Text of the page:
Two Kinds of “Bipartisanship”

In a comment over at Booman Tribune on my post this morning about Carl Bernstein suggesting Biden might run for president on a one-term pledge to “unite Washington,” my colleague Martin Longman takes issue with my horror at the idea:

When we look back at Obama’s winning formula, the whole “we’re not a blue America or a red America” thing was that was got people paying attention to him in the first place, and it fulfilled a hope that a lot of people had that someone could unite the country and get us past the incessant bickering in Washington.

Since it’s all a crock but it’s what people seem to want, Martin suggests, Biden’s as credible claiming he can pull it off as anybody and more credible than most.

But I don’t think that’s what Obama was talking about in 2008, or what people want.

As I argued right after Obama’s first election, his appeals to bipartisanship did not seem aimed at encouraging split-the-middle deal-cutting in Washington:

Among self-conscious progressives and conservatives alike, there’s a prevailing belief that Obama’s “bipartisan” talk is largely a tactical device without real meaning—and a lingering fear that he might really mean it.

But suffusing these hopes and fears is a concept of “bipartisanship” that arguably has little to do with Obama’s: Democrats and Republicans in Washington, with their aligned lobbyists and interest groups looking over their shoulders, getting together behind closed doors and “cutting deals.” It’s the bipartisanship of legendary congressional sausage makers like Bob Dole or John Breaux who “get things done” by compromising principles and allocating influence according to Washington’s peculiar and semi-corrupt power dynamics. At its best, it’s the shabbily genteel Village Elders elitism that progressives call High Broderism. At its worst, it produces legislative abominations like virtually every big tax, energy or farm bill enacted in recent memory….

Nowhere has Obama promised Americans he would come to Washington and broker deals between the two party’s congressional leaders and interest groups. What he has done is to promise those inside and outside the two parties’ rank-and-file that he’ll force Washington to get big things done—achieving universal health care, reducing dependency on oil, addressing the downside of globalization, making public schools work, responsibly ending the war in Iraq and restoring America’s full arsenal of non-military assets. These happen to be priorities that have steadily become dominant concerns for big majorities of self-identified independents and a significant minority of self-identified Republicans as well.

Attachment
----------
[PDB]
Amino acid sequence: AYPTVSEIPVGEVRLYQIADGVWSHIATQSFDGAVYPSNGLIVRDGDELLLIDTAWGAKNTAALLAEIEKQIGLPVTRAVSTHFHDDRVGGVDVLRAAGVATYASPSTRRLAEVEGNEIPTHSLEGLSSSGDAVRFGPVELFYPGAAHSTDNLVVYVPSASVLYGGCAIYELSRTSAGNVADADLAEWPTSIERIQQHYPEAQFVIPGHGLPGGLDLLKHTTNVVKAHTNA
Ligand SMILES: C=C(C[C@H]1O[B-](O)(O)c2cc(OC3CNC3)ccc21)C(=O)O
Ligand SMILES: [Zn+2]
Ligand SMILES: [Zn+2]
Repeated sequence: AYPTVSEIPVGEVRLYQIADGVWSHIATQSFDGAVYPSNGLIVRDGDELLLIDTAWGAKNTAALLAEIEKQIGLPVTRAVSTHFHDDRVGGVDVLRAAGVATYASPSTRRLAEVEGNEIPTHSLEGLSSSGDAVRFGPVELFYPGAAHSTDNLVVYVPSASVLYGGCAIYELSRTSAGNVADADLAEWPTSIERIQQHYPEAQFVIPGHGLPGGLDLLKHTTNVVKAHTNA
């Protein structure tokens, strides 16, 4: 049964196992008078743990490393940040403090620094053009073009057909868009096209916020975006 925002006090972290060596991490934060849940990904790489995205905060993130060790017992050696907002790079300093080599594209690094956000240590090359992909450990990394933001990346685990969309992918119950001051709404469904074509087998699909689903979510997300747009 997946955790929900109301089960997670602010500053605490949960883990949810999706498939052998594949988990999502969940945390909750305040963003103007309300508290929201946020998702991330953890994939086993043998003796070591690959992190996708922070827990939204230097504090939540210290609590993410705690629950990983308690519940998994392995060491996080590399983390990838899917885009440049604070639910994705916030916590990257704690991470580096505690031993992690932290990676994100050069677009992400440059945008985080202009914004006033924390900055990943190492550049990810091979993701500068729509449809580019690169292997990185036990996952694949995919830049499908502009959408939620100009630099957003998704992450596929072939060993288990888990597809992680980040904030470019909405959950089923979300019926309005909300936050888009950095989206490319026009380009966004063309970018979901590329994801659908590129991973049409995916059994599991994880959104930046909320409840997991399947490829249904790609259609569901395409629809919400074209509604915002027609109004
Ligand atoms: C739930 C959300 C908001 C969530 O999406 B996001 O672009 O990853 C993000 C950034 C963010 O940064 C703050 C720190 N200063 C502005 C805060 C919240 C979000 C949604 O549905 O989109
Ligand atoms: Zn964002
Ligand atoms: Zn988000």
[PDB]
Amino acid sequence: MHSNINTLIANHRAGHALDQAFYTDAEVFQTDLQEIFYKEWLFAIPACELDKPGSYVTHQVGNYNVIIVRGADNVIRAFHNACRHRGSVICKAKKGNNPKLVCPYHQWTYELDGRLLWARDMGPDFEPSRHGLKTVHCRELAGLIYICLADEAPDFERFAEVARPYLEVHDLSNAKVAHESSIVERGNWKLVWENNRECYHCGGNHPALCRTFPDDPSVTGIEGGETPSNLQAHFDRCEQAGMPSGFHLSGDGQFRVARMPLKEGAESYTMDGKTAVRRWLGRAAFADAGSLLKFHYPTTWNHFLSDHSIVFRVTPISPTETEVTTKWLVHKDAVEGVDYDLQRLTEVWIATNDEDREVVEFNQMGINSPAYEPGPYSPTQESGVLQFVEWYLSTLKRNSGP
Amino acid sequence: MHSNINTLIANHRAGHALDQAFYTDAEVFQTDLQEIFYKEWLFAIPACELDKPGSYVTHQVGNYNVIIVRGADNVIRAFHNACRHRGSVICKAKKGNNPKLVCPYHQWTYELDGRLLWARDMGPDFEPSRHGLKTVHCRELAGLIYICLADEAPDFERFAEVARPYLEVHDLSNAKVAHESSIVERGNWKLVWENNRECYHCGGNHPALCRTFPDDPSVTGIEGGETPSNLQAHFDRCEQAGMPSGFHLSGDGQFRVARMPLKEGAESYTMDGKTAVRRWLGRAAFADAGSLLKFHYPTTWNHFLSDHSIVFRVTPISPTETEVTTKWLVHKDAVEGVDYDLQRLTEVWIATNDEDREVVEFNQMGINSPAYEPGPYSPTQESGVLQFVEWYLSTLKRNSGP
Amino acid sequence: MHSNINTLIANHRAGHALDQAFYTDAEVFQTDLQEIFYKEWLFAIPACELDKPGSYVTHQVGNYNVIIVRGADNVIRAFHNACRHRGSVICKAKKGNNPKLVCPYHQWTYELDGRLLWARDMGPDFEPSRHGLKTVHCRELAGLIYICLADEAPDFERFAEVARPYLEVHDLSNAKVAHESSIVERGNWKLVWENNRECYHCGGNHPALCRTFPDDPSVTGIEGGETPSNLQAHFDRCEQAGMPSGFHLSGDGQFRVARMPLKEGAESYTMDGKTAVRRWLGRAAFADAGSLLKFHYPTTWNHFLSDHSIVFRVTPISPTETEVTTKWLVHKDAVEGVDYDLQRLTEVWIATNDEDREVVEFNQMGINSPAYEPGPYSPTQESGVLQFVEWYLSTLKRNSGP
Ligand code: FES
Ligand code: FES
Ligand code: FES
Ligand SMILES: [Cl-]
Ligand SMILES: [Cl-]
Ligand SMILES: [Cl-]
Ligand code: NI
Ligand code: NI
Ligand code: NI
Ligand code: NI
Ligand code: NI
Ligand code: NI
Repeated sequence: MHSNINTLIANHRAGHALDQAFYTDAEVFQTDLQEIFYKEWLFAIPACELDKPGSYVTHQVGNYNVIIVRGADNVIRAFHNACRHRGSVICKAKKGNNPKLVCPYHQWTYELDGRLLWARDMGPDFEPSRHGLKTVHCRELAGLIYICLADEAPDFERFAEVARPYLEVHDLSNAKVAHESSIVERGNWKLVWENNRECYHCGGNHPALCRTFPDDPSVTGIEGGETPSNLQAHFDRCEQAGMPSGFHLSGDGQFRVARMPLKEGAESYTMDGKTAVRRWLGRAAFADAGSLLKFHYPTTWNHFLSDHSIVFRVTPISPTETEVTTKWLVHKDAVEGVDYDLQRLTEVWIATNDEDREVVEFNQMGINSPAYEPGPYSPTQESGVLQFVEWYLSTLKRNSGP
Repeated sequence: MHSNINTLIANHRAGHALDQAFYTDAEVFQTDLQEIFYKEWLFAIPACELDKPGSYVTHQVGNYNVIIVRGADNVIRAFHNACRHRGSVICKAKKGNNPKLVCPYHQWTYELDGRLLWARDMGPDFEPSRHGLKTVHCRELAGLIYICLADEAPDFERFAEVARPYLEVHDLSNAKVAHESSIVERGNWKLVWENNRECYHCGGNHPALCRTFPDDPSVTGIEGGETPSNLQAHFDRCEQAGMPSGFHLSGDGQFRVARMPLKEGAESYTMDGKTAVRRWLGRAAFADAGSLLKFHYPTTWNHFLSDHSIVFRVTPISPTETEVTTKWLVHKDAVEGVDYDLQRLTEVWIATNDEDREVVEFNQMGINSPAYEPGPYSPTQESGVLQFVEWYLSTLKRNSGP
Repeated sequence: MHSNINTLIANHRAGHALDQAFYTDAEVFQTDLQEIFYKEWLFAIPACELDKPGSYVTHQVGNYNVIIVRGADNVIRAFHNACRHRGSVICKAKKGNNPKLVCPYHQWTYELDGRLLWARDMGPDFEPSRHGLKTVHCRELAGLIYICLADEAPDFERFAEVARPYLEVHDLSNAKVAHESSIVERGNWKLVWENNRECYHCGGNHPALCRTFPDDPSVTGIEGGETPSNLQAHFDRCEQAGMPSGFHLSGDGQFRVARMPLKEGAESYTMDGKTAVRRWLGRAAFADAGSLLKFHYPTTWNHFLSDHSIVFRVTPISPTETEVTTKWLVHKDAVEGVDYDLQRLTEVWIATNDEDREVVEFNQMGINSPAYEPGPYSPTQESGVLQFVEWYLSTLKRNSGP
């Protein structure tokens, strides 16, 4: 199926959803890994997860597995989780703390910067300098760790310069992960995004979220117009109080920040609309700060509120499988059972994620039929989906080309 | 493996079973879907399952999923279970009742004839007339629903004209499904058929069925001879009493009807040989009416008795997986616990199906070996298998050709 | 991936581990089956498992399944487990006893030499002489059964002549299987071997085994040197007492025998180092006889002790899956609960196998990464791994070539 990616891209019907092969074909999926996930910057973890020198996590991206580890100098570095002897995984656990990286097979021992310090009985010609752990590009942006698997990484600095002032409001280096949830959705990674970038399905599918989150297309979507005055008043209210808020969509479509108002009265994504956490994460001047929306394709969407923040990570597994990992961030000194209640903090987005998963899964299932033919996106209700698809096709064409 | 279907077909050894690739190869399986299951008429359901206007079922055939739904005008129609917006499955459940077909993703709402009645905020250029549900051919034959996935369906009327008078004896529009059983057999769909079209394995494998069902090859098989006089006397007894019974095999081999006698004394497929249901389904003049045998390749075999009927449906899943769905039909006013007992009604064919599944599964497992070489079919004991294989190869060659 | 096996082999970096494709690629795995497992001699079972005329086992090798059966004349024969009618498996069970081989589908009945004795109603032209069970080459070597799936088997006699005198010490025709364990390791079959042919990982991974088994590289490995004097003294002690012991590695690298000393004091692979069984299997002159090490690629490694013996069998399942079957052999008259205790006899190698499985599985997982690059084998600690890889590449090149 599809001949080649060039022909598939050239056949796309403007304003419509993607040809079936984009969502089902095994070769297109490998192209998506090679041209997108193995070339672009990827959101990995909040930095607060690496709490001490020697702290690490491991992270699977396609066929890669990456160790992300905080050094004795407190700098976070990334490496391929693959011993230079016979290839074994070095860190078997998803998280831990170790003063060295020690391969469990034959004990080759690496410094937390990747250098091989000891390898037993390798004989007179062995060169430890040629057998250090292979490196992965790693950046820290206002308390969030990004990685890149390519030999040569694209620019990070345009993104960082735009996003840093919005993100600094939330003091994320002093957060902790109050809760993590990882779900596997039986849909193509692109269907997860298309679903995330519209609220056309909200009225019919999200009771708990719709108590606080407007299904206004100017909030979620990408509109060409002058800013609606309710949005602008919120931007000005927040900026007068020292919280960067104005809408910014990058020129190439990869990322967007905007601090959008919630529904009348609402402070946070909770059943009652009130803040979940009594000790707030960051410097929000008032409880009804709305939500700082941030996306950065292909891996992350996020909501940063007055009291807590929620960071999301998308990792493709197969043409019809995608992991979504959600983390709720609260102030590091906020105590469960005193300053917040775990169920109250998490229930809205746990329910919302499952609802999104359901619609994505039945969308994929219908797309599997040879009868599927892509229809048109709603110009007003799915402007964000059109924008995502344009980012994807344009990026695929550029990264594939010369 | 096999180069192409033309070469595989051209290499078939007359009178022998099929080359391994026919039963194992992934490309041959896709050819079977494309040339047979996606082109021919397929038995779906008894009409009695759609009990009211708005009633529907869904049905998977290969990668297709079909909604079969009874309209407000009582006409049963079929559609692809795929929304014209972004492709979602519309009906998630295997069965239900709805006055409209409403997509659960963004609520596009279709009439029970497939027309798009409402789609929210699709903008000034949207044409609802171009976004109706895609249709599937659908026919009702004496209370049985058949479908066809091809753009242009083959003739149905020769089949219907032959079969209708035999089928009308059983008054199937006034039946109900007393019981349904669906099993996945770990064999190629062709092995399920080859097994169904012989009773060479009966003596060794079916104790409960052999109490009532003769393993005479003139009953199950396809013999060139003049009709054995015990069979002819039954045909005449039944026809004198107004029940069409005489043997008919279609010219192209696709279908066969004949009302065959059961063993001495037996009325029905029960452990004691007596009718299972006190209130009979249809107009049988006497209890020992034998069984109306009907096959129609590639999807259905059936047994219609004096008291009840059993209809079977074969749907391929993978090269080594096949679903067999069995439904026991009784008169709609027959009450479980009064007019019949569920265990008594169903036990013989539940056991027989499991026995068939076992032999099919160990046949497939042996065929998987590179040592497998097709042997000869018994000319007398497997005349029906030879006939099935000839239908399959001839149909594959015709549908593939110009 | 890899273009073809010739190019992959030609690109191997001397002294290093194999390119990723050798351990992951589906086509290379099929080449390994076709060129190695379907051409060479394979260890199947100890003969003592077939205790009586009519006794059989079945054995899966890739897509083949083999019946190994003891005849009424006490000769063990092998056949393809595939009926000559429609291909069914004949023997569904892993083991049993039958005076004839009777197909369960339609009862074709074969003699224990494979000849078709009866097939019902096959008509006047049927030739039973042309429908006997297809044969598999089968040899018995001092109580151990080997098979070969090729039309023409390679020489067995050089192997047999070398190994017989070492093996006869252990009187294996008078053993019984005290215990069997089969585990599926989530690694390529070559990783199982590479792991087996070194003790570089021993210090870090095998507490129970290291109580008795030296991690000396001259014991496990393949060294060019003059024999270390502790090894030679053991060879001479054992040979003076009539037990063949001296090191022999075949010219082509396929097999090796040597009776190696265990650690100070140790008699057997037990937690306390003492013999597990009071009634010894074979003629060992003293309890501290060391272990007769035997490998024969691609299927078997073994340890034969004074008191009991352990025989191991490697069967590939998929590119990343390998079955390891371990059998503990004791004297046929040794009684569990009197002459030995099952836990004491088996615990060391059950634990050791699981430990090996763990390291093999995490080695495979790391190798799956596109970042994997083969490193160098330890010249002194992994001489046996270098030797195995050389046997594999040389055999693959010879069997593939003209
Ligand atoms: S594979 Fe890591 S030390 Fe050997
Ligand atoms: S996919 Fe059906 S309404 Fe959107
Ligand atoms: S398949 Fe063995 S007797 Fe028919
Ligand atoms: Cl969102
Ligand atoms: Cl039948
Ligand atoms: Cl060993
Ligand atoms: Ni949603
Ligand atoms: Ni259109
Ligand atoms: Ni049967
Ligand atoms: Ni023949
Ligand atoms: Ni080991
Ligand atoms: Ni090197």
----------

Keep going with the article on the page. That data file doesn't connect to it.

Defining both parties in Washington, and their fruitless rivalries, as obstacles to progress on these priorities made Obama’s demand for change a lot more compelling at the bipartisan grassroots, where some degree of bipartisan distrust of Washington has lurked under the surface of partisan attachments for decades.

Now did Obama accomplish this mobilization of “grassroots bipartisanship” to impose its will on Washington? For the most part, no. And there’s plenty of blame to go around for that failure, from conservative media’s demonization of Obama to the president’s own difficulties in articulating his agenda to the exigencies of an economic and fiscal emergency to the big Democratic majorities in Congress that initially appeared to offer avenues for a more conventional strategy. Ultimately Obama relied almost entirely on “inside baseball” to enact the stimulus package, Dodd-Frank and Obamacare, and to guide the budget negotiations that accomplished so little at so high a price in progressive morale and unity. Obama got back on track, truth be told, by using executive action and depicting himself as the embodiment of the bipartisan grassroots as against the dysfunctional Congress and its culture.

In any event, I don’t think independents and Republican-leaners who liked Obama’s talk of bipartisanship in 2008 were thinking in terms of a master wheeler-dealer who could sit in a room with bipartisan congressional leaders and their past-and-future-lobbyist staffs and dole out the gravy in equal dollops. So I naturally don’t think that’s a winning message for Joe Biden or anyone else.

And I think the distinction is important to progressives. We shouldn’t view ourselves as supporters of one tribe in Washington–the side of government–and just debate how much government we should be willing to sacrifice to the other side, which opposes government (except for the Pentagon, of course). We ought to be the people who want to make government the instrument of the popular will, sometimes against its own “will,” even if that means occasional arguments with constituency groups attached to this or that program or with our friends the unionized public employees.

As Stan Greenberg argues, expressing and actually meaning this independence from government has become the price of admission to large segments of the electorate that otherwise might support a progressive agenda. That means our “populism” cannot simply be about using government power to counter corporate power, without some effort to reform government itself. And that’s actually a cause with bipartisan support once you get outside the Beltway.

Ed Kilgore

Ed Kilgore, a Monthly contributing editor, is a columnist for the Daily Intelligencer, New York magazine’s politics blog, and the managing editor for the Democratic Strategist.